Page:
Wednesday, February 27, 2013

People grow up

I thought a lot about patience today, as I walked my dog. She's going to be one year old in just a couple of weeks. I have no idea how many times I've walked her up and down our road in that year, but it's been many, many, many times. Probably close to 250 times, since I walk her 4-6 days a week.

It's so important for her, that walking time. It's important for me, too. It's a time of bonding, of learning about each other, and about the world of our little road.

It's taken me nearly 9 months to teach Reya to walk on a leash with me - or maybe it's taken me that long to learn how to teach her. When we began - the second day I owned her - she was afraid, and unsure of everything. The leash was new. This big, scary black pavement was new. The cars were monsters. She tiptoed behind me, sitting down on her little furry bottom every few steps and looking at me as if I was crazy for wanting to be out in this big, scary world.

I didn't want to frighten her more by coaxing, so I waited patiently (most of the time) for her to decide to get up and follow me again. I used dog talk - body language - to convince her that everything was all right. I pretended I didn't have a care in the world. I pretended I didn't notice that she was afraid. I hoped she'd pick up on my unspoken message. It took several weeks, but as she adjusted to our family and our environment, the road was no longer quite so scary. She would trot behind me fairly confidently, only sitting down occasionally.

Then Reya began to discover her nose.

She had a nose! God had given her a wonderful nose, and - look! - He had put all these wonderful smells in the world! There was something in the ditch! There was something in that mud puddle! There was something over there, in that driveway....

She wanted to go everywhere and smell everything. She'd walk contentedly enough with me until her nose touched the pavement and she picked up a scent. Then - whoosh! - she was off to find the source of the smell. ...Until the leash stopped her.

Walking Reya began to be quite a task. I would come inside every morning with sore arms, and blistered - sometimes bleeding - fingers, where the leash had rubbed them raw. I determined not to "choke" my dog into walking beside me - the leash is for corrections, not the steering wheel - but continual corrections left me drained and discouraged. Would she ever learn? I marched up and down the road every morning, tense and upset, face straight ahead, correcting my dog with the leash every few steps, swallowing down the lump in my throat and calling myself all sorts of names for not being able to handle my own dog, and crying silently every time I had to hurt her a little to correct her. I despaired over ever being a good mother some day - if I lost my temper over my dog, how could I mother children?!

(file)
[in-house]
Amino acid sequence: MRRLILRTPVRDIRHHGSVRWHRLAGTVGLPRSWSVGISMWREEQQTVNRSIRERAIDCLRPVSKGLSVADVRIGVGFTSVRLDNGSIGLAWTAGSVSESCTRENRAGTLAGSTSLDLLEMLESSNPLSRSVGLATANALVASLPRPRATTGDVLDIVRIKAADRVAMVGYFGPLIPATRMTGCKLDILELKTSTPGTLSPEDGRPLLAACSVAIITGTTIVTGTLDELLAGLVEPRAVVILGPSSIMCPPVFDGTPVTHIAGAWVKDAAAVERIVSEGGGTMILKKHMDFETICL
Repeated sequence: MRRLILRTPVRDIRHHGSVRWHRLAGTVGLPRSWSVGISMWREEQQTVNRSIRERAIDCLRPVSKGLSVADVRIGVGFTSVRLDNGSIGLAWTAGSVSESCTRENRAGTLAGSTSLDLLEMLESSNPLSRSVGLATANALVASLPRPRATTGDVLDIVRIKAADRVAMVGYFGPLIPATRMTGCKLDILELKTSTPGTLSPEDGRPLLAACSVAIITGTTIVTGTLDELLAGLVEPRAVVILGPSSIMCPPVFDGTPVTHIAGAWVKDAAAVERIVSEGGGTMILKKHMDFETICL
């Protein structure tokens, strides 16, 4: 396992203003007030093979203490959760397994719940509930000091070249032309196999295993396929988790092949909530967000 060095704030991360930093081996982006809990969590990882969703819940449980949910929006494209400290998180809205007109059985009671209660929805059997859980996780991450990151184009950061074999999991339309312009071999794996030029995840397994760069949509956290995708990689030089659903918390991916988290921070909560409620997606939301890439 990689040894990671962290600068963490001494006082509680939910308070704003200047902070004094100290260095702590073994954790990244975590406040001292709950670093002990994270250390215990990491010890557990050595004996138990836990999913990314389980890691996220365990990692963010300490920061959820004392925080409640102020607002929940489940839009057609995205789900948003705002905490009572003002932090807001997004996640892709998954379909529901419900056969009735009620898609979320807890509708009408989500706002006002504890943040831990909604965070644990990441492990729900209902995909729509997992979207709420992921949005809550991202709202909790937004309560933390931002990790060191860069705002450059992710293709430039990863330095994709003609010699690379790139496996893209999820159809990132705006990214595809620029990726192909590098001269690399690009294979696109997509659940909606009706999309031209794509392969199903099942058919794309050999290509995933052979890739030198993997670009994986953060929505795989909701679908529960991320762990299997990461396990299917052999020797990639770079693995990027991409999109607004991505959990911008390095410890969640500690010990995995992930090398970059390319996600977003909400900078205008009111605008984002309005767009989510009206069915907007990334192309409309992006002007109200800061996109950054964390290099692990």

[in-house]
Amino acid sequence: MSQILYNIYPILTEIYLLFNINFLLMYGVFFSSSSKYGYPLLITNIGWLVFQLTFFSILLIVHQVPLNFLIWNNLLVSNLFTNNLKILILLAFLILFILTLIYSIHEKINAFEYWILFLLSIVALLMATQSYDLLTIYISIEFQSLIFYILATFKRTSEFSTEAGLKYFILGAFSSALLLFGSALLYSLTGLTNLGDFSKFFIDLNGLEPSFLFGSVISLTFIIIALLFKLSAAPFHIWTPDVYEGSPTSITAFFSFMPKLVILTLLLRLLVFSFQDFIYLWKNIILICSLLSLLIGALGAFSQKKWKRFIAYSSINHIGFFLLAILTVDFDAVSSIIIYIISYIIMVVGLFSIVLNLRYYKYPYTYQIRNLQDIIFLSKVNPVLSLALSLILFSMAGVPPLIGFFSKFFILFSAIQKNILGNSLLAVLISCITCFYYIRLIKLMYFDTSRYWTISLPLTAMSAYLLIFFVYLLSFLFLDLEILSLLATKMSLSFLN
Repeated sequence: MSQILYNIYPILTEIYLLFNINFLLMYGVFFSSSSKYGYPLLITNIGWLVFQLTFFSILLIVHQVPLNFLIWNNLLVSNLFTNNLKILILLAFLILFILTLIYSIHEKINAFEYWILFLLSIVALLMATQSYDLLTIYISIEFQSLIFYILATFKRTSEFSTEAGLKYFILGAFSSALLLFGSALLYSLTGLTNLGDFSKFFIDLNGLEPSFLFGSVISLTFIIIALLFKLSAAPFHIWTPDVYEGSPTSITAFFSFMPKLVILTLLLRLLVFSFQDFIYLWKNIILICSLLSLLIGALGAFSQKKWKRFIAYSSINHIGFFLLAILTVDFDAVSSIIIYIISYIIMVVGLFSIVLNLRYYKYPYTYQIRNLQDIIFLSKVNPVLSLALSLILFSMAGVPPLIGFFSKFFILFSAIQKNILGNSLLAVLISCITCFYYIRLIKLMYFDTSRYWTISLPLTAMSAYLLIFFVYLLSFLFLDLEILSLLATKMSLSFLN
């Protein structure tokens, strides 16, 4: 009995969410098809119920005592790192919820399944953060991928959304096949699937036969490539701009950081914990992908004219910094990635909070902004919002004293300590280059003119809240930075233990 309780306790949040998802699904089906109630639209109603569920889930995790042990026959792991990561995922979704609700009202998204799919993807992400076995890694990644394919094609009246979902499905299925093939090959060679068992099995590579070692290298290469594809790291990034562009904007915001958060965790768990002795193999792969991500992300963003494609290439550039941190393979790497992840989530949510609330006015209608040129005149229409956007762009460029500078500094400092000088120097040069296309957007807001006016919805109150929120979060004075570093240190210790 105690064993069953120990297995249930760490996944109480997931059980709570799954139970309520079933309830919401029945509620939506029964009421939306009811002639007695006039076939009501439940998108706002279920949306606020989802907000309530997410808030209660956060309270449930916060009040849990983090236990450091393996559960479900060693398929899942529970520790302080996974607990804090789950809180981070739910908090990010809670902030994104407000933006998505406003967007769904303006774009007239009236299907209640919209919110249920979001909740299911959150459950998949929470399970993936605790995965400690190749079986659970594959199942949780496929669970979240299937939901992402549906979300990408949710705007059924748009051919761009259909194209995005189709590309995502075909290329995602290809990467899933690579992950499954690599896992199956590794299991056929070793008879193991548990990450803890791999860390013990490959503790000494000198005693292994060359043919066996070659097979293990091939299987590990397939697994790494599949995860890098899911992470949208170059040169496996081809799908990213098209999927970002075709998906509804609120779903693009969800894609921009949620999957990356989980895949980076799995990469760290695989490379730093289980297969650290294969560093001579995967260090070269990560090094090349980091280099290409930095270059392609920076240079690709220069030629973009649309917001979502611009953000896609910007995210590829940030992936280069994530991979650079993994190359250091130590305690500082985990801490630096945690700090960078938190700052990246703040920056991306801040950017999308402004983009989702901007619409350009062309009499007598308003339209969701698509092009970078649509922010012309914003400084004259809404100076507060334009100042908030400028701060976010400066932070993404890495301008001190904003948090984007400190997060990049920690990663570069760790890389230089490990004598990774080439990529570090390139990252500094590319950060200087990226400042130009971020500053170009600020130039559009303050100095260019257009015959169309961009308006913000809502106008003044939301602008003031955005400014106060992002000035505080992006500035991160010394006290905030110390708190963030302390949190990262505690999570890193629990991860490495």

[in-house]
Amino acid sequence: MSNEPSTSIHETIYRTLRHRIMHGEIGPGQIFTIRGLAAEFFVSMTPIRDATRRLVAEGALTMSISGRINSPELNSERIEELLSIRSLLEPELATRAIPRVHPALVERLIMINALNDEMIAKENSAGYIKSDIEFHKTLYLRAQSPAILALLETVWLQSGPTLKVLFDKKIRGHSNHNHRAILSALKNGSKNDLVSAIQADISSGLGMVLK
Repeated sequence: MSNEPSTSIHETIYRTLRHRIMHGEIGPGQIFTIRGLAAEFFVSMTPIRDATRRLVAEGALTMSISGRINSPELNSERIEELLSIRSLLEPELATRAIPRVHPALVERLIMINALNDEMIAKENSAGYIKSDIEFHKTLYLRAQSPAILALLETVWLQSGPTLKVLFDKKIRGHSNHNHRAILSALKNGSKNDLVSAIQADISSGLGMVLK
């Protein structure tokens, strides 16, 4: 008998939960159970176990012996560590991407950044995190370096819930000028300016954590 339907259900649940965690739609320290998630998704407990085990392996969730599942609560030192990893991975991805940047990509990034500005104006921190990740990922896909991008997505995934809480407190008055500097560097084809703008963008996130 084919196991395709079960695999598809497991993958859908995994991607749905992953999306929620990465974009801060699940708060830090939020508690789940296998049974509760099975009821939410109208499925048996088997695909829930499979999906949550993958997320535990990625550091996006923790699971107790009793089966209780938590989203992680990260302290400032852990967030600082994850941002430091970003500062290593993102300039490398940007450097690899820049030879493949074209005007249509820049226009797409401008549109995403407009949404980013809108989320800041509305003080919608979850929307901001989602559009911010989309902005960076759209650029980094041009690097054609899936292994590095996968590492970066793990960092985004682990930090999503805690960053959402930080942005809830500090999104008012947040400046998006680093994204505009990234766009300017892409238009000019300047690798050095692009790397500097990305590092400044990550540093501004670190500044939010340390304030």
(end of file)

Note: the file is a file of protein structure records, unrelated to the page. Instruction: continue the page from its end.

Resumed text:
I've heard the definition of stupidity is doing the same thing over and over again, and expecting different results, so, based on that definition, I suppose I was being stupid. I needed to try new teaching tactics.

Eventually I got the point, and I began to try different ways of walking her. The first change was huge.

Before I got a dog, I walked a mile or two every morning by myself, and I didn't like the loneliness. I pictured my dog and I exercising together every morning - her trotting submissively by my side. This new puppy didn't want to stay by my side, and she grabbed the leash to play tug-of-war every time we started to run. Instead of a profitable exercise time, I had to stop every few seconds and correct her, or drag her away from cat poo. How was I supposed to get my heart rate up for decent cardio, if I had to stop every few feet? And how were we supposed to walk a mile in 15 minutes if she didn't behave?